“In the U.S., regulatory risk is not something that can be ignored,” agreed Dennis Wheeler, CEO of Coeur d’Alene Mines. “It’s clearly growing and will continue to grow.”

Optimistic Outlook

Several CEOs pointed to signs that the U.S. economy is on the rebound. “Savvy investors watch values drop and pick up shares when they believe in the market, and if you look at the market lately, it seems that they do,” said Dennis Garritan, managing director of WITAN Group. “We’re waiting for a resurgence of mergers and acquisitions, which is coming. We don’t know exactly when, but it will happen.”  

“Among the 46 small companies in our portfolio things are definitely getting better,” agreed Leonard Tannenbaum, CEO of Fifth Street Finance. “I’m pretty bullish on what’s going to happen. People have been talking about growth at the end of 2010 but I think we’ll see a real rebound in earnings sooner—as early as first quarter.”  

But others are not quite so sanguine. “I think the economy, globally, has hit control-alt-delete,” says Bill Nuti, CEO of NCR, who says companies will need to adjust to the “new norm.” “People have to deal with the world the way it is now versus the way they want it to be or the way it once was.”  

Ultimately, however, CEOs agree that companies with both the financial wherewithal to act and a sound competitive strategy will not only survive, but thrive. “If you’re on the right side of this, if you’ve been fiscally responsible with your assets, it’s like being a kid in a candy store,” noted Fernandez. “Everything, every tenet of business, is up for grabs.” 


“Evidence suggests that the fall has slowed, maybe even halted: but whether the next direction is up or farther down is still not clear,” reports the Ernst & Young study, Opportunities in Adversity. “What we do know is that the speed of our recovery depends on the actions we take—as companies and as individuals—during the coming weeks and months.”

Based on interviews with thousands of executives from around the world, the study identified five key areas deserving of management attention:

  •  Securing your present—taking action to secure the immediate position faster so that the business can look to the future
  •  Protecting your assets—addressing a wider set of risk issues on both tangible and nontangible assets to ensure that problems are not accentuated and mistakes are not repeated
  • Improving your performance—leveraging performance and cost-efficiency programs to achieve maximum efficiency with existing assets
  • Reshaping your business—reviewing your operations and business model to align with the new market situation
  • Sustaining your future—exploiting the opportunities that the downturn may provide to drive sustainable growth

Identified in January 2009, those five focus areas remain valid today, says Ernst & Young’s Mark Manoff. “We’ve gone back to the market to test our perspectives and see the progress and new priorities,” he notes. “Our findings suggest that the dominant trend in the past six months has been an acceleration of efforts to improve business performance across the five focus areas described above.” Following are excerpts from Ernst & Young’s research* on how businesses have been affected by the global downturn and what steps are being taken to adapt to—and even benefit from—the new business environment in each of the five areas.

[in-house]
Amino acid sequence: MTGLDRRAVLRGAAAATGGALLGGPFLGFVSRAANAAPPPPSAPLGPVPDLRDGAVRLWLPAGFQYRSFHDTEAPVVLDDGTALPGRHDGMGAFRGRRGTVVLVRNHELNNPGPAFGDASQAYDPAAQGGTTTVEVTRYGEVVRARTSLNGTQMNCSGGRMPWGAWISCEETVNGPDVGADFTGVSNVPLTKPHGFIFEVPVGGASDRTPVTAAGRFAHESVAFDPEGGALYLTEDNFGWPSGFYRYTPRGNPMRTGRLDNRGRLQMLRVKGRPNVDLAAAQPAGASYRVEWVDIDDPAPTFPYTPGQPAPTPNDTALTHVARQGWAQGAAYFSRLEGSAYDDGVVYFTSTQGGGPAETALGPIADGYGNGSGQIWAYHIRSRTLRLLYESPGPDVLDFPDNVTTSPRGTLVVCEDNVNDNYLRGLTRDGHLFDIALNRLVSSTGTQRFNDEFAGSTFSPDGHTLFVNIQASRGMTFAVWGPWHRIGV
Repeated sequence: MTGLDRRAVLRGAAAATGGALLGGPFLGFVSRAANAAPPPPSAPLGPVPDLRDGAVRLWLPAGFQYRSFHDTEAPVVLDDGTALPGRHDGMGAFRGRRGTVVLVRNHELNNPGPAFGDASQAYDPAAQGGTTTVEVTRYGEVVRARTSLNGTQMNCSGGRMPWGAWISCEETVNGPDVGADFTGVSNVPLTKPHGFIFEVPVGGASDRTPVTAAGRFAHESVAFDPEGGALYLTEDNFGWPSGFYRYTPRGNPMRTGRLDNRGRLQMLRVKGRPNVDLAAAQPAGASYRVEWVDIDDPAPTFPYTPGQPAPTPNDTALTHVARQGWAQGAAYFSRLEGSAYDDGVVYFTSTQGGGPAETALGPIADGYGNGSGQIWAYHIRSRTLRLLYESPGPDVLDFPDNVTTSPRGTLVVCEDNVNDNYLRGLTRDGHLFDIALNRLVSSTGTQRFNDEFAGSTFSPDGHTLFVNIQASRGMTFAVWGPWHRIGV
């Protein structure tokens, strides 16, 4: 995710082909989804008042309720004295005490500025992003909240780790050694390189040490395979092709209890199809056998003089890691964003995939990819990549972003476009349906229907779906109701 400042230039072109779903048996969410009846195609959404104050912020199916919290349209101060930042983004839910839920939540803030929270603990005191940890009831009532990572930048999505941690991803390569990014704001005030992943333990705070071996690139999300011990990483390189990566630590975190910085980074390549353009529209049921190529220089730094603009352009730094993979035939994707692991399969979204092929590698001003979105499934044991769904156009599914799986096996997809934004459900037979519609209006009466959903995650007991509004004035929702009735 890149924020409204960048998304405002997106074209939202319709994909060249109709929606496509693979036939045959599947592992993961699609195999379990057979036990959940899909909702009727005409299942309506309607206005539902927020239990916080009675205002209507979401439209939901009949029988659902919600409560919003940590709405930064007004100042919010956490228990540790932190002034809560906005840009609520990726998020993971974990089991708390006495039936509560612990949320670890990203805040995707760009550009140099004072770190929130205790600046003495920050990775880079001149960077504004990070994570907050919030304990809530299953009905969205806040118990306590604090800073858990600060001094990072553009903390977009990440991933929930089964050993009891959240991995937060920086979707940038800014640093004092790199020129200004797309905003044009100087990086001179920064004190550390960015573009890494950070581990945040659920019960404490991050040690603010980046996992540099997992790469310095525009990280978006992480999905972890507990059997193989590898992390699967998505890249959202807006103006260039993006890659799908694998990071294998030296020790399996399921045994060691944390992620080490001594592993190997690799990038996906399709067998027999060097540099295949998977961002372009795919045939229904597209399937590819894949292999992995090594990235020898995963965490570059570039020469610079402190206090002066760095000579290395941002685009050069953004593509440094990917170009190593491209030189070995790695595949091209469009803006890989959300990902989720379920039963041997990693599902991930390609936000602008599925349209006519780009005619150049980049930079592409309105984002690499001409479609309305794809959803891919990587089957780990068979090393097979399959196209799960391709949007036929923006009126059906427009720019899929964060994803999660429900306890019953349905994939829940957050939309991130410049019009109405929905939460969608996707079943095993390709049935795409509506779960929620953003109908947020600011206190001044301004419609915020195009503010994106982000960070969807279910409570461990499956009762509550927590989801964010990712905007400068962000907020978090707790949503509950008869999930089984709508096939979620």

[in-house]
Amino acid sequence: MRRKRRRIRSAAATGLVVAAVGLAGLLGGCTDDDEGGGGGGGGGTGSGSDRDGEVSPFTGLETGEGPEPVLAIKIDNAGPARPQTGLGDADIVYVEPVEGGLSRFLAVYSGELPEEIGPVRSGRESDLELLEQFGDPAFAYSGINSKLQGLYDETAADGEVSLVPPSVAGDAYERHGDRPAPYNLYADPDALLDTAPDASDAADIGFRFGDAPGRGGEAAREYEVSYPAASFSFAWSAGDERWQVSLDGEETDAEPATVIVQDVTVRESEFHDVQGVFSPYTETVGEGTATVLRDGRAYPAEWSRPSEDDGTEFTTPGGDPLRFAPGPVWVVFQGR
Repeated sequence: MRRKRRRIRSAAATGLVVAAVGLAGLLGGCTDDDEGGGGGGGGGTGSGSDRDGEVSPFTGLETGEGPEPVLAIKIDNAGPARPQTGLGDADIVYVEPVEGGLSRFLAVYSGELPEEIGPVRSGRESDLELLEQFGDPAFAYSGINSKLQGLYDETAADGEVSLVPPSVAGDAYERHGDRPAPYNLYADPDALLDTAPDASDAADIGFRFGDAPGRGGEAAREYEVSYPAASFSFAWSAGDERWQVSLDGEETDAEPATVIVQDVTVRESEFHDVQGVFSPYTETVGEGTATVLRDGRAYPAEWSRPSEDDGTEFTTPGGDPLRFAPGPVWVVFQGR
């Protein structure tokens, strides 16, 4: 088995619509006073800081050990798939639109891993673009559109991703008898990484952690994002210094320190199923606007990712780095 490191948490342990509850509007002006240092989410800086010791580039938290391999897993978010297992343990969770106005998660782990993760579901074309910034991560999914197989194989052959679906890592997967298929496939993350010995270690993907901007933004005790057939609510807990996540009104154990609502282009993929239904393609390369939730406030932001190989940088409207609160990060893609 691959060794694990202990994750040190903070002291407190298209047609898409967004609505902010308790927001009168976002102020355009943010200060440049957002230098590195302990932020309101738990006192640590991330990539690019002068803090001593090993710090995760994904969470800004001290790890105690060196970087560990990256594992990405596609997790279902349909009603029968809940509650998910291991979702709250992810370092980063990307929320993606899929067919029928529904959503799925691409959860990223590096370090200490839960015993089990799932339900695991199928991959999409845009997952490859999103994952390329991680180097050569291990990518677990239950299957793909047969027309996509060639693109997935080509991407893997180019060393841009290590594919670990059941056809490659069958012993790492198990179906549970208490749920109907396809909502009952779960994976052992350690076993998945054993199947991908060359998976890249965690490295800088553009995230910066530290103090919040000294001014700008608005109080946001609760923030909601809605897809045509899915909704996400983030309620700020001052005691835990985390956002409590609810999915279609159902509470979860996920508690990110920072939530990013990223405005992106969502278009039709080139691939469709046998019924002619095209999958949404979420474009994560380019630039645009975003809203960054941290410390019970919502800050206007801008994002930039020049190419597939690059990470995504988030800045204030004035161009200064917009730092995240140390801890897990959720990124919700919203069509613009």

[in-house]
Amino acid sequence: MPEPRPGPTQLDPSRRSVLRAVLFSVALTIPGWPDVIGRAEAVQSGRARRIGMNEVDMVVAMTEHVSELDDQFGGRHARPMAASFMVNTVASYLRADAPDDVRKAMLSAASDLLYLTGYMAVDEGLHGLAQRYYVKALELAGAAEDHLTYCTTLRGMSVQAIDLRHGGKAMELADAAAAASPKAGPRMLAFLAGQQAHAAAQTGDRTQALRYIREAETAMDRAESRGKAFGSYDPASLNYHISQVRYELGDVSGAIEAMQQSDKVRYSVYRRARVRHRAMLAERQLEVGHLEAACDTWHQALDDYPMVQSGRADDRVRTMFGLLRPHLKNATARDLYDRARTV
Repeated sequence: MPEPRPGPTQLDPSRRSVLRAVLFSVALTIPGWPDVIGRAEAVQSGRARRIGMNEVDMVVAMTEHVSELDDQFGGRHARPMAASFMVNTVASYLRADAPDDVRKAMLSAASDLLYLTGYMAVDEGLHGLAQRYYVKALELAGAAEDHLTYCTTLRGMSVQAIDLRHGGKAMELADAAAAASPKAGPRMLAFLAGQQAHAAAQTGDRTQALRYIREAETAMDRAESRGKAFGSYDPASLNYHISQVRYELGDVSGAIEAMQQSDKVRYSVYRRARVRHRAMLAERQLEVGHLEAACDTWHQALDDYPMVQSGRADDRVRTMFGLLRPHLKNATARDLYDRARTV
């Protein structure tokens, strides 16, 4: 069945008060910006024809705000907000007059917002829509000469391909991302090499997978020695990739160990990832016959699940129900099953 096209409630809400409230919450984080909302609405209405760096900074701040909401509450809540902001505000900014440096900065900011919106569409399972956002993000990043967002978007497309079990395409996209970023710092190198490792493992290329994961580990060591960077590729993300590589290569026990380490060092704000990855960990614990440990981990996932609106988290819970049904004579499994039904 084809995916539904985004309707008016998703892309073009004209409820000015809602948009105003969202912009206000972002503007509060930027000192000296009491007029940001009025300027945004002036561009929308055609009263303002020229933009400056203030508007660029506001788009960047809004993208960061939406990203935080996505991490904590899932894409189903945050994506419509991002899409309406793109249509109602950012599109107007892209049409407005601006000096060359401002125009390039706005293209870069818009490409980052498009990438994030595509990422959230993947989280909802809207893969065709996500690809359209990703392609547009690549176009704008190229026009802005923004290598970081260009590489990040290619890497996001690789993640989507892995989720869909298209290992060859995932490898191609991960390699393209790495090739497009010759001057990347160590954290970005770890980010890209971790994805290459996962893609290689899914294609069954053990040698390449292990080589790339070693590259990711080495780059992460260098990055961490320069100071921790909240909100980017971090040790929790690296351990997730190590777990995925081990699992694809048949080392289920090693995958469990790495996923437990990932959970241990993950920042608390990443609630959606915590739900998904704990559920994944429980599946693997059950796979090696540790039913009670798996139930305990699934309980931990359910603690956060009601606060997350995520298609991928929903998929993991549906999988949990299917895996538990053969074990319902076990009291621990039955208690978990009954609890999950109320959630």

Securing your present:

  •  82% of businesses said “cash is now an issue”
  •  Only 18% said access to affordable credit had improved

Protecting your assets:

  •  73% reported more scrutiny of profitability
  •  More focus on pricing strategy (55%) and managing customer/supplier relationships (52%)
  •  Investment is growing in risk management (38%) and internal audit (22%)
  •  Future key risk management areas: regulation (35%); economic liquidity (30%); reporting and auditing standards (20%)
  •  Just 20% believe that internal controls are up to date; 29% have sped up corporate governance reviews

 Improving your performance:

  •  Nine in 10 companies are looking to cut costs
  •  But only 67% are successfully doing so
  •  Four in 10 are accelerating employee reduction and capital investment reviews
  • More cost cuts are foreseen:
    • operations (60%)
    •  supply chain (50%)
    •  IT, sustainability, M&A, and sales and marketing (30%)

Reshaping your business:

  •  34% plan strategic acquisitions in core business
  •  29% are using more outsourcing and co-sourcing
  •  29% plan to divest noncore assets
  •  32% plan to sell businesses to increase liquidity

Sustaining your future:

  •  25% companies in the study are actively planning for growth
  •  34% seek strategic alliances
  •  36% plan to enter new geographic areas
  •  Priorities: improving profitability (69%), sales (51%), customer loyalty (30%)


*Findings are based on The Ernst & Young Opportunities in Adversity survey, polls conducted in June 2009 by the Economist Intelligence Unit with 569 C-suite and board level executives at global companies across multiple industry sectors with a global revenue turnover in excess of $1 billion.

About Jennifer Pellet

As editor-at-large at Chief Executive magazine, Jennifer Pellet writes feature stories and CEO roundtable coverage and also edits various sections of the publication.